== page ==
For every £1 of core revenue investment received, the seven LAP organisations in this study deliver £5.19 in economic benefit compared to a national average of £2.80.

The report included the results of a survey of 1220 arts attenders. More than 80 per cent agreed or agreed strongly that the arts are 'a very important part of my quality of life'; 71 per cent thought that the arts 'enhance the quality of life in Lancaster District'; and just under 50 per cent thought that ‘the range of arts activities in Lancaster District differentiates it as a place to live’.

Of people living within 30 minutes drive from central Lancaster, the most popular attended activities include the cinema, any performance in a theatre and pop/rock.

60% of those surveyed thought the level of arts funding in the district should be increased.
Only 2% thought it should be decreased.

Local writer and musician Mollie Baxter,
performing at the Storey as part of
Spotlight Club
"Nationally recognised" local arts businesses and organisations

Formed in 2009, LAP is chaired by Dukes director, Joe Sumsion, and aims to champion and promote strategic development, strive for excellence and innovation in arts activities, and to establish a strong lobbying voice for the arts in Lancaster. The partner companies are The Dukes, Storey Gallery, Litfest, More Music, Ludus Dance, Live at LICA (Lancaster Institute for the Contemporary Arts), folly, and Green Close Studios.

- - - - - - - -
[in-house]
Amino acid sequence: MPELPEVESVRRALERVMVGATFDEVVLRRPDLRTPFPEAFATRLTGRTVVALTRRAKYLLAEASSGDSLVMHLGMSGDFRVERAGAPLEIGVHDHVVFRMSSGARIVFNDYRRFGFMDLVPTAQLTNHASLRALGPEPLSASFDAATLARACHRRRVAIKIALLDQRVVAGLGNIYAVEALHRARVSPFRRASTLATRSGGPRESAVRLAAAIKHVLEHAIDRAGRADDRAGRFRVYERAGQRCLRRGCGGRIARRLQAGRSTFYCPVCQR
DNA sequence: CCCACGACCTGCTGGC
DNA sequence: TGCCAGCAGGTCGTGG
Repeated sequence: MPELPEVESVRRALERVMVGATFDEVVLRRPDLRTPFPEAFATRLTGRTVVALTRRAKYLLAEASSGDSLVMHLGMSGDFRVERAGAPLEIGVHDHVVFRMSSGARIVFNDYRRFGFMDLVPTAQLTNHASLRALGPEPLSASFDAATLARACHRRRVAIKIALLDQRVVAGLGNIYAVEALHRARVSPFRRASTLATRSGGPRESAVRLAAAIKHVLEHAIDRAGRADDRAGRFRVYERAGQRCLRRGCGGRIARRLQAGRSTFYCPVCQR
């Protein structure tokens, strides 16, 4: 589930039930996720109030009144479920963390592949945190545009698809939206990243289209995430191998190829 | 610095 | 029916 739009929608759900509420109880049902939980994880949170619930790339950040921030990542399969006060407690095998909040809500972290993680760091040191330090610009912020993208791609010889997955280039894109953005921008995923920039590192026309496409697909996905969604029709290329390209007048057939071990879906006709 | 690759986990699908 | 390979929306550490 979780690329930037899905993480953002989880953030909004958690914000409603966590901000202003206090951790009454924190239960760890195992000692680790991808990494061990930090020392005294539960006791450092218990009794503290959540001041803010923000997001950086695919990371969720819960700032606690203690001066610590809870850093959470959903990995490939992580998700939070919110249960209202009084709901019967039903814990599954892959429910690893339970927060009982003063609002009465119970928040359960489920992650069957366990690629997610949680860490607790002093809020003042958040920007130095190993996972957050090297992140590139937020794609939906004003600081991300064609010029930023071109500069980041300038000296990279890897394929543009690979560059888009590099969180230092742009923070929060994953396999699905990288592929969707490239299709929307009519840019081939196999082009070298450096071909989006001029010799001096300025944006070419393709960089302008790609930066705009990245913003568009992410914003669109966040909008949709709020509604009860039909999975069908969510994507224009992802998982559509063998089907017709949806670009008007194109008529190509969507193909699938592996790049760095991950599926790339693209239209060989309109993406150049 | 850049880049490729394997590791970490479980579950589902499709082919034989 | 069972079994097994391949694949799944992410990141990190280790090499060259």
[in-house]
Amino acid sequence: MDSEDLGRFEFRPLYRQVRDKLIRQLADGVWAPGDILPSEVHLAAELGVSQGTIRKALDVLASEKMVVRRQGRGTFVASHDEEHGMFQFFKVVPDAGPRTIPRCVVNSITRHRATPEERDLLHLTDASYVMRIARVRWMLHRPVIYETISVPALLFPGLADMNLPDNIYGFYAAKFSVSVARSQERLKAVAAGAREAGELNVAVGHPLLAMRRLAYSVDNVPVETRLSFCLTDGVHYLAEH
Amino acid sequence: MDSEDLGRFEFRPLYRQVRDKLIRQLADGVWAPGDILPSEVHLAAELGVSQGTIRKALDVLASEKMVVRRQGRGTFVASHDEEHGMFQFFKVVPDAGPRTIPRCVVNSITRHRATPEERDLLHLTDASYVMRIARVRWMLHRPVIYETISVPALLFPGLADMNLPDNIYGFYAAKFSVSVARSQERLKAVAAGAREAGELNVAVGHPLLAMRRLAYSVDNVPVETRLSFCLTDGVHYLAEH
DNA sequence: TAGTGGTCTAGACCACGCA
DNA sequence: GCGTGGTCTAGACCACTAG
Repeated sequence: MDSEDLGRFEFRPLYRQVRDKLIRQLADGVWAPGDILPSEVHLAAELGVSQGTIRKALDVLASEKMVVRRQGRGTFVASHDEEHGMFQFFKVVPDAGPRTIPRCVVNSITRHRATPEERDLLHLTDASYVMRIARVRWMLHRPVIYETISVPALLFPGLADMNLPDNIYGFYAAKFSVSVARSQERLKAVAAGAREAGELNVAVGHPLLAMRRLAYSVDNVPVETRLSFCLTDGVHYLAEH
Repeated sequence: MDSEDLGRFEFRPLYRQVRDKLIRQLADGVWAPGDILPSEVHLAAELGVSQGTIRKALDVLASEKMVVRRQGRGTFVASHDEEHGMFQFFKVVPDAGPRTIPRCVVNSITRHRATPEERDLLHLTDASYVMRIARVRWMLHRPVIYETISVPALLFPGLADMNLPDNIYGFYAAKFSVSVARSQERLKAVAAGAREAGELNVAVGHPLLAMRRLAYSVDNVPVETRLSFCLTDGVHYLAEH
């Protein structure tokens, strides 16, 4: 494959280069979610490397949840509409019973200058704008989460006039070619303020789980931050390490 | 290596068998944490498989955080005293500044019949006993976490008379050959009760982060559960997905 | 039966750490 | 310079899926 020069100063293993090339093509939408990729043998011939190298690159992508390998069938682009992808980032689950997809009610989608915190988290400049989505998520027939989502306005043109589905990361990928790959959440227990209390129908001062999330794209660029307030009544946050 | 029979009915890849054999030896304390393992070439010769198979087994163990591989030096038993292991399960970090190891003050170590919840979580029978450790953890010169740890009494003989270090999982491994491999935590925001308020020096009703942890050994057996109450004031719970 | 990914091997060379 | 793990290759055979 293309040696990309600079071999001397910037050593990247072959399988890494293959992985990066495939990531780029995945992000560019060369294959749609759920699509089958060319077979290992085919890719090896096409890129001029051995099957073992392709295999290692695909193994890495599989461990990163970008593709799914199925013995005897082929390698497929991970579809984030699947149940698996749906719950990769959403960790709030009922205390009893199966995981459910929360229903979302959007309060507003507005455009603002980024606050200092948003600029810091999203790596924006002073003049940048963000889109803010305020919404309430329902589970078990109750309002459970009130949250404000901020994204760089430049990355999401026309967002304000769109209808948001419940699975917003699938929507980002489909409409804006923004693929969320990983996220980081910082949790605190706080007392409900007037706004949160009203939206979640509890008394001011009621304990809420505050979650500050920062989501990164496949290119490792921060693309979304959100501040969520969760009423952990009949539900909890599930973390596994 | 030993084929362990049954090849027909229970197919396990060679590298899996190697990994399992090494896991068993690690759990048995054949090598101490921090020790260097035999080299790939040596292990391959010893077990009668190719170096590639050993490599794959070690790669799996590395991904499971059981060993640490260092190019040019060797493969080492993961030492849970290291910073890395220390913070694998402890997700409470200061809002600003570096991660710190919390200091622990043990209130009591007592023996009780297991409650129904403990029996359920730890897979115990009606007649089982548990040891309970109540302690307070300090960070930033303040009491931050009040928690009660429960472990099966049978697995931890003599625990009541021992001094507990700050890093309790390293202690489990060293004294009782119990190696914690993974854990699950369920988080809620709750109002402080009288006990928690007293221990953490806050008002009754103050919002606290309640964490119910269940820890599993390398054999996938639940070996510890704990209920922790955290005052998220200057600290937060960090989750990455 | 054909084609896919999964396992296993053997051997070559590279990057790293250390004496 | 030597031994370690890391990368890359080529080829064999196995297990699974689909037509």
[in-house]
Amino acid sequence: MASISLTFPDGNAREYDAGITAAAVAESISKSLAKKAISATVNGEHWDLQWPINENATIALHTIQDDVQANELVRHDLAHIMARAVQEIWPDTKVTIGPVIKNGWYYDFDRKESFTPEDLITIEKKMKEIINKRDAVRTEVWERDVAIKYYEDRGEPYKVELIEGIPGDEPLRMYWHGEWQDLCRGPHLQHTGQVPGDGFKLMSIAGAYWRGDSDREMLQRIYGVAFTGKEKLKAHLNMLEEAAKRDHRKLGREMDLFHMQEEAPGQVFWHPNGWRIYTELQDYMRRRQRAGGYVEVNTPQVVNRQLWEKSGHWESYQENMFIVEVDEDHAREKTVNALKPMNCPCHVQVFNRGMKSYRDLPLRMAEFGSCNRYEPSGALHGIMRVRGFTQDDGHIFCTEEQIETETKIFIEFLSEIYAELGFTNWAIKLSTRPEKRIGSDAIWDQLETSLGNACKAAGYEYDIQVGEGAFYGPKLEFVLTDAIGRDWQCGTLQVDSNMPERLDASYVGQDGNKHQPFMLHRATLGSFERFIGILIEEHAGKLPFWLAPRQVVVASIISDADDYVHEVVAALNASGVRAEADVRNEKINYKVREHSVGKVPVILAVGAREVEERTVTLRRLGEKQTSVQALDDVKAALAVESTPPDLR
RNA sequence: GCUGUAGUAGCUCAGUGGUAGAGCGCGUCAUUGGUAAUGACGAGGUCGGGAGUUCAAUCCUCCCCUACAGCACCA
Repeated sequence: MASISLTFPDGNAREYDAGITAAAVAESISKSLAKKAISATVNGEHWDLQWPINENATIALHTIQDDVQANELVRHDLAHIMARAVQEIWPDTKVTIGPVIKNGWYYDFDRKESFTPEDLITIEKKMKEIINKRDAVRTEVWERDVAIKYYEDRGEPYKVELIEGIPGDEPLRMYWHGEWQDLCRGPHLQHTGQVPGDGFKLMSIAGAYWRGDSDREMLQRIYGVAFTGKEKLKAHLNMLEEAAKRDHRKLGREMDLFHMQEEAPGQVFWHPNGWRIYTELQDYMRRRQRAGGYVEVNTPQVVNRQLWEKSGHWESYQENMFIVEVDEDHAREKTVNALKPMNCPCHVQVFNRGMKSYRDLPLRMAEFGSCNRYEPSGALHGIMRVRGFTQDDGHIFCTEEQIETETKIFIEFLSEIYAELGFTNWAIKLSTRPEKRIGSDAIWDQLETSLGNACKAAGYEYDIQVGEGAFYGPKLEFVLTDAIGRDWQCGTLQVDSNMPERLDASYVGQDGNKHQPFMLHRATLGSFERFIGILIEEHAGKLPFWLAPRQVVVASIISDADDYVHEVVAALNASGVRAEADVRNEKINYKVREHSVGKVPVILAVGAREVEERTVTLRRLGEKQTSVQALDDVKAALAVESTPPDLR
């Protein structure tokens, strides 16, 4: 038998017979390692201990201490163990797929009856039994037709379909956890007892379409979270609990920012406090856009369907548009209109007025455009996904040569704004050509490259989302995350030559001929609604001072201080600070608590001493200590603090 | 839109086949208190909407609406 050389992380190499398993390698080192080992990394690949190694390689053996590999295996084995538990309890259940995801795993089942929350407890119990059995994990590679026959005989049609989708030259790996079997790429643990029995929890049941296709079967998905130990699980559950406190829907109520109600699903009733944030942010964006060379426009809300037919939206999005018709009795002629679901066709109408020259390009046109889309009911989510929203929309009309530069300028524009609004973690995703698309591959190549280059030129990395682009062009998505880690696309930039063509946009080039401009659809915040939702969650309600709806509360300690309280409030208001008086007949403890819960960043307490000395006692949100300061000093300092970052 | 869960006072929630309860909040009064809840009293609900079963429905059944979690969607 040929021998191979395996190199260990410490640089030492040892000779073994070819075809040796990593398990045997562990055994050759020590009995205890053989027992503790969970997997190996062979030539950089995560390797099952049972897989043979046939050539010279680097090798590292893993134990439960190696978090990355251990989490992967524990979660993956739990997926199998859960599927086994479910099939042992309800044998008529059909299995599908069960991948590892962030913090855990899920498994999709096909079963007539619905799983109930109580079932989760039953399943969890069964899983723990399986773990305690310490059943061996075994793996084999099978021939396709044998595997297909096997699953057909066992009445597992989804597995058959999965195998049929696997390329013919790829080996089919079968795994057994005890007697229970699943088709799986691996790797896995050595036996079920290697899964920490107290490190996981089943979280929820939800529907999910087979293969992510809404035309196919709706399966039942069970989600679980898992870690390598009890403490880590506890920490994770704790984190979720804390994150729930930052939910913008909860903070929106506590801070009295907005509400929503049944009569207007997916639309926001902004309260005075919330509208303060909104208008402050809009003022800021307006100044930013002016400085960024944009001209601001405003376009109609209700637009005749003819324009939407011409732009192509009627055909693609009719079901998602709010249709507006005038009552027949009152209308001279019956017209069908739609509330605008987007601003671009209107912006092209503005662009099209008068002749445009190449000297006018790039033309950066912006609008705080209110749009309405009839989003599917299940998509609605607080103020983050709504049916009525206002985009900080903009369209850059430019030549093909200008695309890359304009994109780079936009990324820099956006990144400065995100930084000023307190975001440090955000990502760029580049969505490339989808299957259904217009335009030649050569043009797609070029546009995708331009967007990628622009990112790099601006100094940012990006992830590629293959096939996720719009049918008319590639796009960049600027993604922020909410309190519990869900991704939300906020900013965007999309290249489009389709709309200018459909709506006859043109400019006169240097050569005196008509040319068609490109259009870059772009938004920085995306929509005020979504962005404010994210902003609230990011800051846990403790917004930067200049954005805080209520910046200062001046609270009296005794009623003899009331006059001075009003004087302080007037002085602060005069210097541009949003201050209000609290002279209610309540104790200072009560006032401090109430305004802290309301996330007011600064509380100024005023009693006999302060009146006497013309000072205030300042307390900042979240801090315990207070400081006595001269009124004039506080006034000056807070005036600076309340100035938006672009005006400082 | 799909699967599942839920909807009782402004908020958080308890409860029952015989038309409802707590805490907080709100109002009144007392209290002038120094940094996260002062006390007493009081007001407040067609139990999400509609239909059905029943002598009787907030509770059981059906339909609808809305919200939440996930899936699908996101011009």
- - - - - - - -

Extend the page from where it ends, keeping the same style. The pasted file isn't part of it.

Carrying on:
“Long-term investment in a small cluster of excellent arts organisations has paid off," argues Joe Sumsion, Chair of Lancaster Arts Partnership.

"The Lancaster and Morecambe district has become nationally recognised for arts and culture and it’s no coincidence that there are now so many other artists and arts businesses making such a strong contribution to the local economy.”

The range of over 600 arts businesses and organisations in the district is very varied, including some 114 visual artists, 29 potters and glass or ceramic artists, 19 dance schools or classes, 13 entertainment and stand-up artists (including a burlesque artist), 53 live music venues, 43 bands, 31 musicians, 18 professional actors, 18 theatrical companies, 10 digital arts companies, including film studios and production companies.